Original Research ARTICLE
Overexpression of the Maize psbA Gene Enhances Drought Tolerance Through Regulating Antioxidant System, Photosynthetic Capability, and Stress Defense Gene Expression in Tobacco
- 1State Key Laboratory of Wheat, Maize Crop Science in Henan Province, Synergetic Innovation Center of Henan Grain
- 2Crops, College of Life Science, Henan Agricultural University, Zhengzhou, China
The psbA (encoding D1 protein) plays an important role in protecting photosystem II (PSII) from oxidative damage in higher plants. In our previous study, the role of the psbA from maize (Zea mays. L) in response to SO2 stress was characterized. To date, information about the involvement of the psbA gene in drought response is scarce. Here we found that overexpression (OE) of ZmpsbA showed increased D1 protein abundance and enhanced drought stress tolerance in tobacco. The drought-tolerant phenotypes of the OE lines were accompanied by increases of key antioxidant enzymes SOD, CAT, and POD activities, but decreases of hydrogen peroxide, malondialdehyde, and ion leakage. Further investigation showed that the OE plants had much less reductions than the wild-type in the net photosynthesis rate (Pn), stomatal conductance (Gs), and the maximal photochemical efficiency of PSII (Fv/Fm) during drought stress; indicating that OE of ZmpsbA may alleviate photosynthesis inhibition during drought. qRT-PCR analysis revealed that there was significantly increased expression of NtLEA5, NtERD10C, NtAREB, and NtCDPK2 in ZmpsbA-OE lines. Together, our results indicate that ZmpsbA improves drought tolerance in tobacco possibly by alleviating photosynthesis reduction, reducing reactive oxygen species accumulation and membrane damage, and modulating stress defense gene expression. ZmpsbA could be exploited for engineering drought-tolerant plants in molecular breeding of crops.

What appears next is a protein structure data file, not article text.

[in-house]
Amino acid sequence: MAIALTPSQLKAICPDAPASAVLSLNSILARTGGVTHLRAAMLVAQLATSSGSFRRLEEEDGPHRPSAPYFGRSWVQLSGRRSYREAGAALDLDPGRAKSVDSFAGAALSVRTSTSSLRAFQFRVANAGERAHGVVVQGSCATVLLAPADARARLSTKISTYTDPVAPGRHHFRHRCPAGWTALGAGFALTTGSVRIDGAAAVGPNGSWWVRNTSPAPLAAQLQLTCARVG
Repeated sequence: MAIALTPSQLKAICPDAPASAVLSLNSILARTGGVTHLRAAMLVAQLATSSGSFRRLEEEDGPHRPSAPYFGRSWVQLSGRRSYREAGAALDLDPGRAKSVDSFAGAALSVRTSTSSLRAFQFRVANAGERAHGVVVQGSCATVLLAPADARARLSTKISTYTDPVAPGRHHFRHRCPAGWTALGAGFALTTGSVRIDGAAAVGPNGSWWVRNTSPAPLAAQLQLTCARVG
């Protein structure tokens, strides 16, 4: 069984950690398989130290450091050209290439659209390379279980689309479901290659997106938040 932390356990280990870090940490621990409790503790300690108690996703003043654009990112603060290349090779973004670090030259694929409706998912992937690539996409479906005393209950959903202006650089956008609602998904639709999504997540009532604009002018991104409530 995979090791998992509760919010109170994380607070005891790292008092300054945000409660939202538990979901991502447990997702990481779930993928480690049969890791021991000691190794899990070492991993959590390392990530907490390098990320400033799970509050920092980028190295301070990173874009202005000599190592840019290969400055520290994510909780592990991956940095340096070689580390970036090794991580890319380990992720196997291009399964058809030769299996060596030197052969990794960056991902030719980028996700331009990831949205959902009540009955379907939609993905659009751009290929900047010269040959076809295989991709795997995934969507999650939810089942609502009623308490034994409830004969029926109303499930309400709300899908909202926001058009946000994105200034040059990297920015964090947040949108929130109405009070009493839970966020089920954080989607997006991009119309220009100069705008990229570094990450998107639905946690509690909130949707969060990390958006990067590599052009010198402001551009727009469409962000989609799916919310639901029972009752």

Photosystem II consists of a multi-protein complex and plays important roles in the oxygen-evolving photosynthetic organisms (Wollman et al., 1999). In PSII reaction center, D1 and D2 proteins can together bind most of the redox-active cofactors and participate in electron transfer activities (Nelson and Yocum, 2006).